The Impact of an Impact Trip
Hi! Sarah Mixdorf, Joshua 1: Nine Board Vice-Chair here to fill you in on my fifth trip to the Dominican Republic. Like each trip before, it was IMPACTFUL. I made this trip to assist in bringing Joshua 1:Nine children from beautiful Fondo Negro to Tierra Alta summer camp near the capitol. You might be thinking, that’s so ordinary. And how was it impactful? Well, let me set the record straight. Summer camp is extraordinary for children from Fondo Negro; possibly once in a lifetime.
After the children turned in their proper forms and received their wristbands, the adventure began. Side note: If you’re a child lover, you will appreciate my near panic during the wristband process. I wanted every child possible to experience the trip and between language barriers, parent – child communication and typical life chaos, I thought certain at least one little love wouldn’t have his or her proper forms. I am a mother of three boys and I rarely meet this expectation. Well, we did it! 150 kids and no hiccups. We traveled as a group by coach bus for three hours to Tierra Alta. Some of our children had never left Fondo Negro. For them, the bus ride alone was an adventure! They saw parts of their island they might never see again.
When we arrived at camp, they were provided sleeping accommodations; a bed and bathroom with shower and toilet. Running water!? That seems like no big deal for those of us from the US but if running water isn’t available in your community it is a real gift. For those of you yet to visit Fondo Negro, let me assure you, the children were in awe of their surroundings. To them summer camp was extraordinary. During our visit, the children mostly played and again it was extraordinary. The baseball fields have grass or turf! The dugouts keep you cool! There are major league baseball facilities in sight that provide life motivations that can’t necessarily be taught through word and story. The food was delicious and plentiful and they were assured three meals a day. The children dressed for dinner like they were attending an American prom. DR fashion is fancy but some were thinking once in a lifetime. We worshiped, of course, and guess what – extraordinary; hundreds of children in prayer and song. It was beautiful.
One evening during worship a child gave me a gift. Five trips in and it still takes my breath away when a child gives me a gift in the DR. They have so little. This gift was four bracelets. Well, rubber bands but I’m sticking with bracelets. Here is the best part: When he put the bracelets on my wrist, the one that holds my newest tattoo “James” (My father passed away two years ago. He is James.) I thought, I should switch wrists because I don’t want to hide “James”. And then it hit me. The reminder that amidst the toughest journeys: me losing dad; this little guy who is not sure when his next meal might come, is happy – stop searching; gratitude – wake up, check. It’s a blurry mess sometimes but it all comes together perfectly if you choose to let that happen for yourself. So I’m keeping the bracelets where they belong.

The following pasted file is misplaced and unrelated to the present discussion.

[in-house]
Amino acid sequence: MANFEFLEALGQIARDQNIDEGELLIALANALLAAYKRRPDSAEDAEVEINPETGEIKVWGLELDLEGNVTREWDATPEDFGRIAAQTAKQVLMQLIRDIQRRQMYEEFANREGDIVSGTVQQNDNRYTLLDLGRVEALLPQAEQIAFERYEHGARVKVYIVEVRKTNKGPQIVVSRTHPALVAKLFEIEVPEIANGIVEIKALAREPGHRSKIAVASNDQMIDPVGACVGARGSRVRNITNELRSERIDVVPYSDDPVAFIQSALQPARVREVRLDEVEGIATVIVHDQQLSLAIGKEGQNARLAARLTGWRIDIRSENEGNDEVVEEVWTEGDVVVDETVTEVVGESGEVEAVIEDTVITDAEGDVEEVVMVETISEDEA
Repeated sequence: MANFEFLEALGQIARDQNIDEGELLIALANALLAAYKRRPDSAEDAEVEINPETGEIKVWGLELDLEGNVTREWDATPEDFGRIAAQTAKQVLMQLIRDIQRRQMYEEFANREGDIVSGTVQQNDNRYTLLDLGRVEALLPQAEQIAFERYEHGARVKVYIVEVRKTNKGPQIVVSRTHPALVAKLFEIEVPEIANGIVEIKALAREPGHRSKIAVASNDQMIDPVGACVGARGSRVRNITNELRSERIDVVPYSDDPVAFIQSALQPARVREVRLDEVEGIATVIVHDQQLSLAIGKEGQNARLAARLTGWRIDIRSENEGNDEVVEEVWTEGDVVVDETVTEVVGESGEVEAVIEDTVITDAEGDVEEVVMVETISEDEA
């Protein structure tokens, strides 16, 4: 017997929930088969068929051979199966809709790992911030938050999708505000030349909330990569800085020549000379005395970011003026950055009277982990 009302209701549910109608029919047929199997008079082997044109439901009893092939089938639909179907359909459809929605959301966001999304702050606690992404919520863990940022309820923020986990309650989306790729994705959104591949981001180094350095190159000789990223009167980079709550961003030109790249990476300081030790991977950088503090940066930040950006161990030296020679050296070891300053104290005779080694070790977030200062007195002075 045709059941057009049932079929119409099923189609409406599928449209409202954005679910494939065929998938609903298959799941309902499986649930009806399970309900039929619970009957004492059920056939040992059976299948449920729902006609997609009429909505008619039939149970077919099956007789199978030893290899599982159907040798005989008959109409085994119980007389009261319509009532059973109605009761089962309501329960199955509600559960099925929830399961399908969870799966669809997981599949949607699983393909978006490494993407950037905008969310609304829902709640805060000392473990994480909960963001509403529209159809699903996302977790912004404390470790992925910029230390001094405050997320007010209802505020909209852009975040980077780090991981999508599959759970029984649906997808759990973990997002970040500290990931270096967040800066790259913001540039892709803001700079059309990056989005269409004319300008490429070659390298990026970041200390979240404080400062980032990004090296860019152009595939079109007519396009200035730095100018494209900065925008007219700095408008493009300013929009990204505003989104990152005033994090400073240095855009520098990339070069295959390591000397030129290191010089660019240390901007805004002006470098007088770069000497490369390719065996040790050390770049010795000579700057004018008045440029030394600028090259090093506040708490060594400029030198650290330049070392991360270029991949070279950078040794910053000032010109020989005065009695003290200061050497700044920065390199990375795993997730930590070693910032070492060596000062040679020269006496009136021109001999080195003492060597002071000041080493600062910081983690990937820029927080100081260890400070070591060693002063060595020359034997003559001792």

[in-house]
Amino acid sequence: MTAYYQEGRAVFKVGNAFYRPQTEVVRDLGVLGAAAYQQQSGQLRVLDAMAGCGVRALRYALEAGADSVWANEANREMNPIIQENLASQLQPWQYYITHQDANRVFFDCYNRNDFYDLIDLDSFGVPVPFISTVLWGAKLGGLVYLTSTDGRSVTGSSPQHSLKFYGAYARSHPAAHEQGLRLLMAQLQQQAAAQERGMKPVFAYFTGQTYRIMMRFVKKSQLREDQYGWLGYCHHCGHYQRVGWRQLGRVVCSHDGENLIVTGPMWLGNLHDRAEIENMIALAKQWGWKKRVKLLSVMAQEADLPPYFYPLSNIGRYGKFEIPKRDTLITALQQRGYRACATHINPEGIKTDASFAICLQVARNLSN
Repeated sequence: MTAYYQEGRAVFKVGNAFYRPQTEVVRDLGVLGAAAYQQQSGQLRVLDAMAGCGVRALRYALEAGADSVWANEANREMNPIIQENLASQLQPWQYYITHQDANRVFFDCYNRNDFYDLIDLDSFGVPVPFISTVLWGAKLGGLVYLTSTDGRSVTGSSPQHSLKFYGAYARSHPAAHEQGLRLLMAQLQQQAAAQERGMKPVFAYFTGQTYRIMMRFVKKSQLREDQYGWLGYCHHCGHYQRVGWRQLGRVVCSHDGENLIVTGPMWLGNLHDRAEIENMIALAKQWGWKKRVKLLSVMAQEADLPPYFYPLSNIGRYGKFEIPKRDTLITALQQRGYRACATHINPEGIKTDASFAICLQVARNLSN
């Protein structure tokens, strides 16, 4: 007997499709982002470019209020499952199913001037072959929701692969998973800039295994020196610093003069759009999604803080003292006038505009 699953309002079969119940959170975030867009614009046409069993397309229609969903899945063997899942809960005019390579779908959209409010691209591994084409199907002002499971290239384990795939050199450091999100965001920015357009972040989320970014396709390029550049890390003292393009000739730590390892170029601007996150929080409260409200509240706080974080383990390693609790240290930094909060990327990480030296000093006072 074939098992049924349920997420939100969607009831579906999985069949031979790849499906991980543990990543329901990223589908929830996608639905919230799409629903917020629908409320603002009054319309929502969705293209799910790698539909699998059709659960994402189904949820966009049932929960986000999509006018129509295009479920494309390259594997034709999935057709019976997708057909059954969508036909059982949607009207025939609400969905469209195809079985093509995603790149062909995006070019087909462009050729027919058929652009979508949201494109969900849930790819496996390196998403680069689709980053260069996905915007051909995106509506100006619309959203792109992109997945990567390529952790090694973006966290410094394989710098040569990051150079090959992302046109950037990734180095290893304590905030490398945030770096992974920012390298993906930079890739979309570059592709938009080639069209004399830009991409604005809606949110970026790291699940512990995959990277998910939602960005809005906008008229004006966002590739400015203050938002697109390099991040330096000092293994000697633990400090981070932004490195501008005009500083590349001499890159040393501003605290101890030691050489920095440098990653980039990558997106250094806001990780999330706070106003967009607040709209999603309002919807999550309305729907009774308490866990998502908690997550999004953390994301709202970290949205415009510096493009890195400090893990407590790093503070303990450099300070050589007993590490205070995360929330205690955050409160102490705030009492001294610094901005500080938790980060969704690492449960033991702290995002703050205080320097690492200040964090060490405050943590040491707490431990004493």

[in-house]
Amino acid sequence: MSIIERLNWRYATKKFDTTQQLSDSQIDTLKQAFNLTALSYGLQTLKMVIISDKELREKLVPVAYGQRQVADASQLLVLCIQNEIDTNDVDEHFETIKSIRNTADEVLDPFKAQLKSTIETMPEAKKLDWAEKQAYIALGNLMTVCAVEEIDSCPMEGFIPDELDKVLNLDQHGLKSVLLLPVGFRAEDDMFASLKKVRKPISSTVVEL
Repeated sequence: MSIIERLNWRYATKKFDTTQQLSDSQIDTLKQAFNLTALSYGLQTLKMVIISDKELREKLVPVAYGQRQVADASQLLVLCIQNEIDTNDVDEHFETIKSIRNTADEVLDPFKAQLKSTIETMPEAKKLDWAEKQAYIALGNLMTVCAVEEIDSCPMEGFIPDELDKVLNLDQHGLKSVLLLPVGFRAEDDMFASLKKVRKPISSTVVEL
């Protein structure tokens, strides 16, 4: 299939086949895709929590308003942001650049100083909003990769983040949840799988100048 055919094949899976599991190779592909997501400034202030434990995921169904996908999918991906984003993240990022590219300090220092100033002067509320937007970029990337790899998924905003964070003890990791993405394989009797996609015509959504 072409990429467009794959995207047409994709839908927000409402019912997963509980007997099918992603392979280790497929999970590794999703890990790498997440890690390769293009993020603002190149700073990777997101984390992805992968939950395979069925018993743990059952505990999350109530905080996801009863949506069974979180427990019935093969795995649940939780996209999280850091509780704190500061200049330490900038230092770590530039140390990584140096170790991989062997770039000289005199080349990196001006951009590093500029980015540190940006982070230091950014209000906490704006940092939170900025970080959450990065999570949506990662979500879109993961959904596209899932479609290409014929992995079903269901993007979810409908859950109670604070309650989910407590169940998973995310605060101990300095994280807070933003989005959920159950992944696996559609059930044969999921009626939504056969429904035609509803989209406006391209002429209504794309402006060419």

Finally and in keeping with the theme of extraordinary, I must mention the butterflies (yes, off topic but worth the mention). It was literally raining butterflies our entire trip. Perfect, little, yellow butterflies. At one point, I turned to my fellow travelers and said, “Who needs a butterfly exhibit in a zoo, when this happens?”. I sent a video of the butterflies to my twelve year old, Jacob. His response was, “That’s so cool.” This level of cool was a first for me and yet another reason, trip #6 won’t be far off. Thank you Joshua 1:Nine for another pile of happy, a heap of gratitude and a dash of cool.
Hours were spent just hanging out together at camp. It was not unusual for a “rap-off” to break out often throughout those times together. (shown here) Kids are kids everywhere!